Maize (Zea mays L.) is widely cultivated and consumed as a staple food in Africa. The projected increase in population is expected to double the demand for maize in developing countries by 2050 [1]. The increase in demand for maize particularly in sub-Saharan Africa is expected to reach 24% [2]. Although significant progress has been made in breeding maize for higher grain yields, grain yields are still low to meet the increasing demand from consumers. These low grain yields result mainly from parasitic weeds including Striga, pest and diseases, and low soil fertility as well as drought and increasing temperature. Striga hermonthica (Del.) Benth parasitism poses a major threat to maize production in the savannas of west and central Africa. The parasite can inflict up to 100% grain yield loss, particularly in marginal production areas [3]. The development of maize varieties with polygenic resistance to S. hermonthica has been considered central to an integrated management strategy to minimize grain yield losses in farmers’ fields where the parasite is endemic [4,5,6]. Breeders at the International Insititute of Tropical Agriculture (IITA) have, therefore, been developing maize germplasm with polygenic resistance to S. hermonthica to provide durable protection against diverse parasite populations.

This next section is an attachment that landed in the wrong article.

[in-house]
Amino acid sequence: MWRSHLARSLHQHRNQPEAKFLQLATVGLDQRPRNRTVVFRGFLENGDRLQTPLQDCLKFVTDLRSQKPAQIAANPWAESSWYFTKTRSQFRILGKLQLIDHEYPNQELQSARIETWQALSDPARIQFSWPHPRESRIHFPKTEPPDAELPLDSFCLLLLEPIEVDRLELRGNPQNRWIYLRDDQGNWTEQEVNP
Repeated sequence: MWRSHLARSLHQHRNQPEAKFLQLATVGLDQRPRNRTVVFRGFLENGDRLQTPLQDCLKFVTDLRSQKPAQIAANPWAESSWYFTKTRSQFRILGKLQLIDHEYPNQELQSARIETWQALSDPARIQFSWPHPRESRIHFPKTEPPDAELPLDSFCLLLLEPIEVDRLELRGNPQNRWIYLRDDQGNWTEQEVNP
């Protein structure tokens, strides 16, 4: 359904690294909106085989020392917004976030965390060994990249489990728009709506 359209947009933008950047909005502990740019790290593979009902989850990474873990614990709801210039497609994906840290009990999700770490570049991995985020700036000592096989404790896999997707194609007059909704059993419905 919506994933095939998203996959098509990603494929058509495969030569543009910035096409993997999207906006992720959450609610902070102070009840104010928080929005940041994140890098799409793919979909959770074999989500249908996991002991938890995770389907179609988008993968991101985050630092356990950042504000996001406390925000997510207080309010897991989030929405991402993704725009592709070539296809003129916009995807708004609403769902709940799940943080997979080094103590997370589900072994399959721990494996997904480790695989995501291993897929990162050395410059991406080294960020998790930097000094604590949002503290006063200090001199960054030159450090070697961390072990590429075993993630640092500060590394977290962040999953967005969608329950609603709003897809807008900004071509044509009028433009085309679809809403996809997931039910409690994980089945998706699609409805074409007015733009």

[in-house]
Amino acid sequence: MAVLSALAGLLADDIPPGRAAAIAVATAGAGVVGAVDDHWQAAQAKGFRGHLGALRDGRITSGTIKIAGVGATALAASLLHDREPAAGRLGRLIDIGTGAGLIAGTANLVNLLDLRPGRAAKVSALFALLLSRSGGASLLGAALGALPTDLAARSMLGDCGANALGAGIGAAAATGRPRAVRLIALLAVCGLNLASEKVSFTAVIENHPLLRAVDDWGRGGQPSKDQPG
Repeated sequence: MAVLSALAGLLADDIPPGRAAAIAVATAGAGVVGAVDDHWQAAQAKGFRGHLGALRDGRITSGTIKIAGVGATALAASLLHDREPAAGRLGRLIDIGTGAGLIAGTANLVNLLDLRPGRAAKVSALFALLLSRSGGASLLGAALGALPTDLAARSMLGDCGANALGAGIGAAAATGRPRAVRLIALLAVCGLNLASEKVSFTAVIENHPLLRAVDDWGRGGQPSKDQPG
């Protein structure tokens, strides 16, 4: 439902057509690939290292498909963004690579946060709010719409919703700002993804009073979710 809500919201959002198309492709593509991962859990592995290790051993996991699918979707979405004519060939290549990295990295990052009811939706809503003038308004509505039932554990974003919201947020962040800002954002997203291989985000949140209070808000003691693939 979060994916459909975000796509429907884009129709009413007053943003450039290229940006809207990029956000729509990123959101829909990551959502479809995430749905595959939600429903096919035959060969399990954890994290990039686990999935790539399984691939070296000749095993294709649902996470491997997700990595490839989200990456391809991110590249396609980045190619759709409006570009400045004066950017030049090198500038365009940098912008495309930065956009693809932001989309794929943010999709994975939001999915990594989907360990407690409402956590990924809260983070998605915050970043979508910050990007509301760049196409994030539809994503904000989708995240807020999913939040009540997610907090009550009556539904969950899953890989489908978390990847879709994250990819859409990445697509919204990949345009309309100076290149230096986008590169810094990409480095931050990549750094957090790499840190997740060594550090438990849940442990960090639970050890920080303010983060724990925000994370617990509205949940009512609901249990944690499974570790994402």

In search for sources of polygenic resistance to S. hermonthica, IITA maize breeders screened many adapted tropical maize inbred lines, hybrids and landraces as well as wild relatives of maize under natural and artificial S. hermonthica infestation in the field and the greenhouse. These led to the development of maize inbred lines and hybrids with a consistent expression of resistance to the parasite [5,6,7,8,9,10]. One of the inbred lines (TZI25), which is an adapted backcross conversion of B73, displays consistent resistance to S. hermonthica across locations, seasons and diverse Striga ecotypes. This inbred line has therefore been used as a standard check in our breeding program to characterize maize inbred lines under artificial Striga infestation. Nonetheless, the use of temperate germplasm for resistance to S. hermonthica has been limited in tropical maize breeding programs. Assessment of the potential usefulness of elite temperate maize inbred lines can thus facilitate efforts toward their incorporation into elite maize inbred lines to enhance genetic gain in resistance against S. hermonthica.